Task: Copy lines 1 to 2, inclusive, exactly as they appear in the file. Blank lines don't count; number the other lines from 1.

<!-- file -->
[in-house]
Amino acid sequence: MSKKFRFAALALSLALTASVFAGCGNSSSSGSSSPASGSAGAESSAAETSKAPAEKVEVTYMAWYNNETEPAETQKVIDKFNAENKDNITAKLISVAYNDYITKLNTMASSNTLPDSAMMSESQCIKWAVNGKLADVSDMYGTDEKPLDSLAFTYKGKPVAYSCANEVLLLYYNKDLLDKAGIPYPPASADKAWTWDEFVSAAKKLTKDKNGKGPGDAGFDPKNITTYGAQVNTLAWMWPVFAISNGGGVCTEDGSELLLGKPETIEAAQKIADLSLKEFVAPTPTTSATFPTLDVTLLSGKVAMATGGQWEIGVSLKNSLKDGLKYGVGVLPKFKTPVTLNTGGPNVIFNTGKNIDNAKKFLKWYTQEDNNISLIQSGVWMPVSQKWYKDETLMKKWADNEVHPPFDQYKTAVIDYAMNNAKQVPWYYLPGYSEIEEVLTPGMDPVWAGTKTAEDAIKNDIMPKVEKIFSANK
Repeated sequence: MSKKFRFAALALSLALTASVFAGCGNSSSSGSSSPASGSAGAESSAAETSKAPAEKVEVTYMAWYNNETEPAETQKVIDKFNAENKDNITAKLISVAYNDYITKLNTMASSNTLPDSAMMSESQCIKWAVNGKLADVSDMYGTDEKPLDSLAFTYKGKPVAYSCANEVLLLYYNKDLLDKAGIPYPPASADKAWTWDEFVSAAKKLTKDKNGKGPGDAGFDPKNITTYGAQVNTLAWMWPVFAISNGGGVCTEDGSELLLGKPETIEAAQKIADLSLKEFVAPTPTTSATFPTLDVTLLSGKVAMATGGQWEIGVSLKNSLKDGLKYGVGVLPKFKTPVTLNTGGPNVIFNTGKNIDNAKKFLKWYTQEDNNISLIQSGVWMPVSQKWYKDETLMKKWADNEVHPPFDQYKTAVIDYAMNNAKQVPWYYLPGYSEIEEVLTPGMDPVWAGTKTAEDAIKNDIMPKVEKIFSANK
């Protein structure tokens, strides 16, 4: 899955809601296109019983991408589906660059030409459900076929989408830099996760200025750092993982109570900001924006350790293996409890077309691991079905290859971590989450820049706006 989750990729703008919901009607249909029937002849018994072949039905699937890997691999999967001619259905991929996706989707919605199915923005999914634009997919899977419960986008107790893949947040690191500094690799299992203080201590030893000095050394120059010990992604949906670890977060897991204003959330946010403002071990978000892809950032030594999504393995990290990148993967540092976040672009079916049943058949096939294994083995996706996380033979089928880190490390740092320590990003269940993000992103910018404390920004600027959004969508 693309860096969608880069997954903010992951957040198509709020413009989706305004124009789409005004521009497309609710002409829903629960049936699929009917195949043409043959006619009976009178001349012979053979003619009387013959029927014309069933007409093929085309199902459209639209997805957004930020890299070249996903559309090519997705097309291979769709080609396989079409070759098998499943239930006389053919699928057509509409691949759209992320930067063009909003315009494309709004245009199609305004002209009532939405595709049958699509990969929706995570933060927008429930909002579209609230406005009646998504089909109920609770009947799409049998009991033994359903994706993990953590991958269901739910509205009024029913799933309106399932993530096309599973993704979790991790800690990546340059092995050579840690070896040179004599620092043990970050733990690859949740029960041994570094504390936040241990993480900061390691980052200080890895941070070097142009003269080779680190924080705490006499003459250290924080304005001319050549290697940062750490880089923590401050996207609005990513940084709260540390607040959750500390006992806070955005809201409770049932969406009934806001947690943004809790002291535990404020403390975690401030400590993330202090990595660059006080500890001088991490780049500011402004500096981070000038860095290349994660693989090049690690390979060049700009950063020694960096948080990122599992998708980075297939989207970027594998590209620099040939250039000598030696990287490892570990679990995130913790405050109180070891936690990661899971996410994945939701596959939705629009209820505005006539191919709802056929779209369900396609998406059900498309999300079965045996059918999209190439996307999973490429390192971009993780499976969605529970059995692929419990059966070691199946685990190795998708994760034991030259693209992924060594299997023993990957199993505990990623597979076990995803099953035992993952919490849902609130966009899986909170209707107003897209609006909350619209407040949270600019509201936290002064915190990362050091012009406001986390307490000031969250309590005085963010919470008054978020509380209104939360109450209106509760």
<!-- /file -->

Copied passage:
[in-house]
Amino acid sequence: MSKKFRFAALALSLALTASVFAGCGNSSSSGSSSPASGSAGAESSAAETSKAPAEKVEVTYMAWYNNETEPAETQKVIDKFNAENKDNITAKLISVAYNDYITKLNTMASSNTLPDSAMMSESQCIKWAVNGKLADVSDMYGTDEKPLDSLAFTYKGKPVAYSCANEVLLLYYNKDLLDKAGIPYPPASADKAWTWDEFVSAAKKLTKDKNGKGPGDAGFDPKNITTYGAQVNTLAWMWPVFAISNGGGVCTEDGSELLLGKPETIEAAQKIADLSLKEFVAPTPTTSATFPTLDVTLLSGKVAMATGGQWEIGVSLKNSLKDGLKYGVGVLPKFKTPVTLNTGGPNVIFNTGKNIDNAKKFLKWYTQEDNNISLIQSGVWMPVSQKWYKDETLMKKWADNEVHPPFDQYKTAVIDYAMNNAKQVPWYYLPGYSEIEEVLTPGMDPVWAGTKTAEDAIKNDIMPKVEKIFSANK